The 2003 Convention for the preservation of Intangible Cultural Heritage proposes five broad domains which include preservation of language as a vehicle of intangible cultural heritage.
Ever since the 2003 Convention was adopted at the 32nd session of the General Conference of UNESCO, it became a milestone in the evolution of international policies for promoting cultural diversity. “Because it was the first time that the international community had recognized a need to support the kind of cultural manifestations and expressions that until then had not benefited from such a large legal and programmatic framework.”
With this inscription, Government of Mauritius is bound to safeguard the practices, representations, expressions, knowledge and skills associated with Bhojpuri and Bhojpuri Folk Songs, i.e. Geet Gawai. There are periodic reportings carried on by States Parties and submitted to UNESCO to evaluate what the Government has done to promote, preserve and transmit the listed elements. With reference to Article 11 of the 2003 Convention, from now onwards the Government of Mauritius has the obligation to take the necessary measures to ensure the safeguarding of Geet Gawai as well as other cultural heritage on its territory.
To date 172 countries out of 195 Member States of UNESCO have ratified the 2003 Convention for the Safeguarding of the Intangible Cultural Heritage, which is more than 4/5 of all Nations.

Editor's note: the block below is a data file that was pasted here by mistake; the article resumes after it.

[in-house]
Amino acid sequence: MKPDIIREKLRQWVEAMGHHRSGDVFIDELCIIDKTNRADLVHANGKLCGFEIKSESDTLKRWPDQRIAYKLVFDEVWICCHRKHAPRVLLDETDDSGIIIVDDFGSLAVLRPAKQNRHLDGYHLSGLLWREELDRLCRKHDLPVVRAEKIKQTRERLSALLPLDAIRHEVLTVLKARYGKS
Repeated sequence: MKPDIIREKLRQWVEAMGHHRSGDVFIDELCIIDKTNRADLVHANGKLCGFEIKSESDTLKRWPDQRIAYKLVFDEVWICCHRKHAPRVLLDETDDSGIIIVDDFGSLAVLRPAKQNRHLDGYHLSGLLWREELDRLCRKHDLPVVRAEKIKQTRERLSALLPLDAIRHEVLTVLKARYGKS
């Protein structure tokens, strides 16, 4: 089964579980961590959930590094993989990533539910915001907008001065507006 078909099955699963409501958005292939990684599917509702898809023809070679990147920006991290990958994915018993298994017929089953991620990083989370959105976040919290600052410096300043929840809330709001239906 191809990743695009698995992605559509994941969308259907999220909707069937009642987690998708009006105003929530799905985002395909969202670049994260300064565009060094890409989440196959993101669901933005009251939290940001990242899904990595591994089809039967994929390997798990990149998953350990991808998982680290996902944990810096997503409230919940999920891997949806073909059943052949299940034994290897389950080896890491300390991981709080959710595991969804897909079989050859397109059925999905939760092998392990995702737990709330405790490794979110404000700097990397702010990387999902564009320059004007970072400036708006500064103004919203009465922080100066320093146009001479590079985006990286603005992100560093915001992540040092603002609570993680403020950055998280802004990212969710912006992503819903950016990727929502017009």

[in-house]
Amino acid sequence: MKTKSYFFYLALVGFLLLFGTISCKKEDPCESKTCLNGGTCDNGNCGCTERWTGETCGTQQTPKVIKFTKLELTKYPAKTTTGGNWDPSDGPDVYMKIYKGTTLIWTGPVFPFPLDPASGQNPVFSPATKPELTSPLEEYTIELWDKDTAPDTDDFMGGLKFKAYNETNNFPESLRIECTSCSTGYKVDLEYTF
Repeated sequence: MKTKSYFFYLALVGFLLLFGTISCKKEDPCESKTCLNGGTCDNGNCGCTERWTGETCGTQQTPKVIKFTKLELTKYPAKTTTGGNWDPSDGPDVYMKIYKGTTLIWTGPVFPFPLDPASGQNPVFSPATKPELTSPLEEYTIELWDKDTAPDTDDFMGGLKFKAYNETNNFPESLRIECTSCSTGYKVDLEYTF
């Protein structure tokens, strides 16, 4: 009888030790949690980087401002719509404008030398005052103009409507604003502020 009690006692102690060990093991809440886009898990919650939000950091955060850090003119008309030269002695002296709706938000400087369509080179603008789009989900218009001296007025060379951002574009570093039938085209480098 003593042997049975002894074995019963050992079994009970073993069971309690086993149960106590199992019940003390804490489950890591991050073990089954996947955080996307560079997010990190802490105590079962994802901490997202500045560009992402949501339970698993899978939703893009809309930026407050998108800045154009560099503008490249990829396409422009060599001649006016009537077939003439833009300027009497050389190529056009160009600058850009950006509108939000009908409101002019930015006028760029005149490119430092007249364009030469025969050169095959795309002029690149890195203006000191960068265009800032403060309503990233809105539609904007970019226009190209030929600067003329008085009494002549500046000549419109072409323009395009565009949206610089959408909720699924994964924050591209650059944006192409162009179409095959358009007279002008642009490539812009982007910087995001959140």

What are the benefits for Geet Gawai with this International Recognition?
1. Geet Gawai will be integrated in the cultural tourism policy of the Government and consequently promote greater exchanges worldwide.
2. The recognition will create awareness in the citizens of the world about the different symbolical traditional rites and rituals and associated songs of Geet Gawai.
3. Geet Gawai can contribute in the socio- economic development of the country through the promotion of artistic events and extravaganzas, give livelihood and recognition to artists.
4. It will cement further the relationship with countries of similar cultural background, therefore the links between Indian Diasporic countries will only strengthen.
5. Empowerment of women and artists and encouraging cinematic industry as the people of Bhojpuri origin constitute a wide diaspora in such countries as in Fiji, South Africa, the Caribbean countries of Trinidad and Tobago, Guyana and Surinam in Latin America. It will encourage a great cultural and cinematic industry with a potential global market. The Bhojpuri Diaspora including India and the Diasporic countries constitute about two hundred million people worldwide.
6. It will encourage the youth to take cognizance of this rich intangible cultural heritage of the country.
7. Progress towards sustainable development of the communities concerned and their social and natural environment is also ensured.
With the Listing, States Parties and other actors can also benefit from cooperation and international (financial) assistance in the following ways:
(1) Being part of a global network active in the field of heritage, to share expertise and information on intangible cultural heritage at the international level; and
(2) Having access to international assistance from the Fund of the Convention.
The 12th Session of the UNESCO Intergovernmental Committee for the Safeguarding of the Intangible Cultural Heritage will meet at Seoul, Korea in 2017. 50 files have been selected out of 174 receivable files for evaluation for the 2017 cycle. There are 132 “baglog” files carried over from previous files which could not be treated previously or which did not meet the requirements of the Evaluation Body.
For the cycle 2017 India has submitted the Kumbh Mela for inscription, Mauritius has submitted the Sega Tambour of Rodrigues.